Other duties he expects to engage in during his stay at Addis will include service as thesis adviser for students working on their senior thesis project. He will also look into establishing communication between Kettering University and the exchange program at Addis as a means of creating additional exchange opportunities for students from both institutions.

Karen Wilkinson, interim chair of Kettering's Liberal Studies Dept., was pleased to hear of Gebissa's Fulbright award and believes this kind of honor further highlights the national and international contributions of Liberal Studies faculty in their areas of research. "It is a high honor to receive a Fulbright Scholar Award," Wilkinson said. "The faculty members of the Department of Liberal Studies are very pleased that Dr. Gebissa has been so honored. It recognizes him as a scholar but it also calls attention to the fact that our department values excellence in research as well as in teaching."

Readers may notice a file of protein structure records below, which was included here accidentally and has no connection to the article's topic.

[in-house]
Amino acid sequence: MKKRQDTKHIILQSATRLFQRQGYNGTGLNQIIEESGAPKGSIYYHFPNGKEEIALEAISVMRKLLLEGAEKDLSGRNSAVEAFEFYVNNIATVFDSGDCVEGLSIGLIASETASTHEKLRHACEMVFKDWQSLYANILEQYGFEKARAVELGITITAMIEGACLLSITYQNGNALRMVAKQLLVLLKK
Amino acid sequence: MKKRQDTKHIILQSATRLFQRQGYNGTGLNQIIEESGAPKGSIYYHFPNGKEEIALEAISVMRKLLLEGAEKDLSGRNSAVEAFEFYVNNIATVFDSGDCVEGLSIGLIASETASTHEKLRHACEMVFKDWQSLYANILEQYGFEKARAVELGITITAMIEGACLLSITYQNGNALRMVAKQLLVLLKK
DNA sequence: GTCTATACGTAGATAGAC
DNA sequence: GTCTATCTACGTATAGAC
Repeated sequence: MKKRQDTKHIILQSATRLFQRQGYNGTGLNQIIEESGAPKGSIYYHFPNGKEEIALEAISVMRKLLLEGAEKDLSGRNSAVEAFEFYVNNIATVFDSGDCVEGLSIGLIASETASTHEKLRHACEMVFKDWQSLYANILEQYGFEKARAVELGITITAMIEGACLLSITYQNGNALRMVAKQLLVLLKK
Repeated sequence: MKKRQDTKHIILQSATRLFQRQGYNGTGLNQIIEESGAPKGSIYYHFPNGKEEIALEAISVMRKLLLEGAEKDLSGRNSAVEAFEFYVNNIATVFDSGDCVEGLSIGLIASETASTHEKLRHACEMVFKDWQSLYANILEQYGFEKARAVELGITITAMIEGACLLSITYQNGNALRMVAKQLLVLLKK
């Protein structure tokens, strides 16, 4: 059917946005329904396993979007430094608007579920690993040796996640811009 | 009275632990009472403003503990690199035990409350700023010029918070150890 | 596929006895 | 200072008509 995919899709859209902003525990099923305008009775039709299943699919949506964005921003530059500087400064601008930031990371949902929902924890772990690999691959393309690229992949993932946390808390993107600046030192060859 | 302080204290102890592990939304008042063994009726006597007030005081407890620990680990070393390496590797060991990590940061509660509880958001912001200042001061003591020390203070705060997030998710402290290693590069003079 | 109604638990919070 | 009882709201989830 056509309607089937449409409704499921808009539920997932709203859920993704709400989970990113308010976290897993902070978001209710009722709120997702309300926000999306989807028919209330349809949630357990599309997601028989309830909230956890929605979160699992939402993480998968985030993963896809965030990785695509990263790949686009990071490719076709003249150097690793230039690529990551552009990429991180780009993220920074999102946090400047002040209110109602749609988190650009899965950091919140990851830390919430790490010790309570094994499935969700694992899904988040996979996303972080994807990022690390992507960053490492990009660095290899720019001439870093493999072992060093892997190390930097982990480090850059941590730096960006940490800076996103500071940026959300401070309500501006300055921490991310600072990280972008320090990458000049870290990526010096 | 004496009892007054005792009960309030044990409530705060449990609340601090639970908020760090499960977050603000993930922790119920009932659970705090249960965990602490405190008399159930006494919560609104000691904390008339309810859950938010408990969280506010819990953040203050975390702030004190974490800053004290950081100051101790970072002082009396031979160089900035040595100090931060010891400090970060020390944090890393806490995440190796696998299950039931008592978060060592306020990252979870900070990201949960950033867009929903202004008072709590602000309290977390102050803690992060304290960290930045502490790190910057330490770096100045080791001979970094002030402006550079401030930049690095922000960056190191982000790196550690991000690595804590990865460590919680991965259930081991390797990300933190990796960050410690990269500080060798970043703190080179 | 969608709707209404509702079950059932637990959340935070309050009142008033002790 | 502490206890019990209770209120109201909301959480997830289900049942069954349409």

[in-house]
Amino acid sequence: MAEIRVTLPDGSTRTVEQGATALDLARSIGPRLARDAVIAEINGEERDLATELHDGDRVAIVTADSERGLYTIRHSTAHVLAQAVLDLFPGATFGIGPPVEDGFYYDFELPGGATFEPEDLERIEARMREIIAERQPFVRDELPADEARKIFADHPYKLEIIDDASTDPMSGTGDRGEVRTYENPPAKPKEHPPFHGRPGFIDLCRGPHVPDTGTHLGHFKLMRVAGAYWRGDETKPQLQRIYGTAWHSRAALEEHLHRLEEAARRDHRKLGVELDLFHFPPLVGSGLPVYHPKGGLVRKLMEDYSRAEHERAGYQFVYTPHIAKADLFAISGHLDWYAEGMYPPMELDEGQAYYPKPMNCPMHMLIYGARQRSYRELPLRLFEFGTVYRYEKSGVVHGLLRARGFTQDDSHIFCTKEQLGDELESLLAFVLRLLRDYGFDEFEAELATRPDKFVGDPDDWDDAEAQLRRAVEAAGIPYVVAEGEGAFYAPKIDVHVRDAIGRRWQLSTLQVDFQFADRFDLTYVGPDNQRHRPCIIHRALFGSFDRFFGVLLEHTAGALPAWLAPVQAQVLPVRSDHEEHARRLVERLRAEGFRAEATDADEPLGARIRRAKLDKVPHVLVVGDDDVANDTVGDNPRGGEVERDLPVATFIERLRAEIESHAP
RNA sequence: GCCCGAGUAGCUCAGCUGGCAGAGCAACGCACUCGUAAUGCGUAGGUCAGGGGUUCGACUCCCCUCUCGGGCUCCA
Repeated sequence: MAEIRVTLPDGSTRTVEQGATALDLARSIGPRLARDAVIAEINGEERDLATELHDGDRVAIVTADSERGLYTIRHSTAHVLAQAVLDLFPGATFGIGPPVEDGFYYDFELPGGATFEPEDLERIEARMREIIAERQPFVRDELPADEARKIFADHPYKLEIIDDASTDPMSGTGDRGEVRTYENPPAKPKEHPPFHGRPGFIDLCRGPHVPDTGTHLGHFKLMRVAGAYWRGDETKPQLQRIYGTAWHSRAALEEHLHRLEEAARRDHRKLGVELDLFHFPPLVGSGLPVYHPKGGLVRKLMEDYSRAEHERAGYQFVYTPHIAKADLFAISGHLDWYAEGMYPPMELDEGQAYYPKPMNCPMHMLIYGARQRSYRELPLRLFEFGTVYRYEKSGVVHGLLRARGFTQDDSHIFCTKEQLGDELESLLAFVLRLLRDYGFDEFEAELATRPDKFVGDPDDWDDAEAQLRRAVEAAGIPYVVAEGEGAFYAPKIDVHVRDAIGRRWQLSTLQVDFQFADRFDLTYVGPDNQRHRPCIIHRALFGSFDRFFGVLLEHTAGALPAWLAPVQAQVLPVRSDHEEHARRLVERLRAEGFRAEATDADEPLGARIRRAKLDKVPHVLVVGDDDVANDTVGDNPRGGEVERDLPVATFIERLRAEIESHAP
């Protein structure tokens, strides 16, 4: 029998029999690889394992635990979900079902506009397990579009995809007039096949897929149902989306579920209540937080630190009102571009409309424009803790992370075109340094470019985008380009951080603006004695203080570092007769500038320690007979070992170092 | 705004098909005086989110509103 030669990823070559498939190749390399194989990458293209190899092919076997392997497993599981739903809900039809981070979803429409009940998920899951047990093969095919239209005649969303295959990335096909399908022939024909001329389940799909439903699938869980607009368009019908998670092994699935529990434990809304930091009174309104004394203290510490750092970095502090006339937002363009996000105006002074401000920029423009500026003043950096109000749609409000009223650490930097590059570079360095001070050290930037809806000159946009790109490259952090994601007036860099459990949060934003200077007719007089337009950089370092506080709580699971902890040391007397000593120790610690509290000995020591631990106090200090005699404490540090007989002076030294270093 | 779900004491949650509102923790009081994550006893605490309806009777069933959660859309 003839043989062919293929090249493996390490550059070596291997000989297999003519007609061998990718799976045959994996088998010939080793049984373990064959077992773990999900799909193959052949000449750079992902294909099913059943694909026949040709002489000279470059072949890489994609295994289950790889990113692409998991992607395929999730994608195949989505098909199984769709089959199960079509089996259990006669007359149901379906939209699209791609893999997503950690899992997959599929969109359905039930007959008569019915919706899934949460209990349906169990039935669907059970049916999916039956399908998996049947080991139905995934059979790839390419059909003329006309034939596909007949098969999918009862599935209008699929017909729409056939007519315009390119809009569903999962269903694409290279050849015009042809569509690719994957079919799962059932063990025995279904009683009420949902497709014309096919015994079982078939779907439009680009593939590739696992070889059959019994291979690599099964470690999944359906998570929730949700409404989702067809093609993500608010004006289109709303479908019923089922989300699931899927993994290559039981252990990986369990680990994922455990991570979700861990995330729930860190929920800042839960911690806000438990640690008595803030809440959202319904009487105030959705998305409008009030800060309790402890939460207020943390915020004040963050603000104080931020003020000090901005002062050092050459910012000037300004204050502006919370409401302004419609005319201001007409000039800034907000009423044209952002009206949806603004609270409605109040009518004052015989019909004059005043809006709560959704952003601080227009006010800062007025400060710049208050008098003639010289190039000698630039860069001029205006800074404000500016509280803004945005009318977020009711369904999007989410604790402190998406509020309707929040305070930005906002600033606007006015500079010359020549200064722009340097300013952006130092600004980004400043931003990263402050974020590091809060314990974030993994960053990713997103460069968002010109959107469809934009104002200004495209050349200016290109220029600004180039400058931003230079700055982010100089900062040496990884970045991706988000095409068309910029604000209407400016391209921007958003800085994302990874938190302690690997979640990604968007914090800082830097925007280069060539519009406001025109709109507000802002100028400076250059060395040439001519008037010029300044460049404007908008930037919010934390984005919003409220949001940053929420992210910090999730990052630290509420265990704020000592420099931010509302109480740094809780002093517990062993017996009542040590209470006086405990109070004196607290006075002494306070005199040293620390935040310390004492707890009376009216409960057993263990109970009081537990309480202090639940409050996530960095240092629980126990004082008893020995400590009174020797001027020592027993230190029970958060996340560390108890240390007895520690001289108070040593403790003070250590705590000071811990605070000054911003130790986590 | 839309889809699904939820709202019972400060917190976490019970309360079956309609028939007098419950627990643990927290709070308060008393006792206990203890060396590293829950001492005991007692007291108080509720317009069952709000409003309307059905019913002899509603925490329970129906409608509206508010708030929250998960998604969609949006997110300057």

And one of the most important benefits for this recent award is the opportunity for Gebissa to show his students at Kettering how important it is to develop a global view toward the world. "The United States is not the world," he said. "Students here should take all opportunities to meet and learn from people who live throughout the world. If anything, I hope to convey to them how important it is to expand their horizons and look beyond the U.S."

Gebissa will not be alone in his year of Fulbright work. His wife Meseret, who works as a nurse practitioner in East Lansing, and his three children, will accompany him to Ethiopia. "My family is very excited about our stay," Gebissa said. "We're all looking forward to the year ahead."

Written by Gary J. Erwin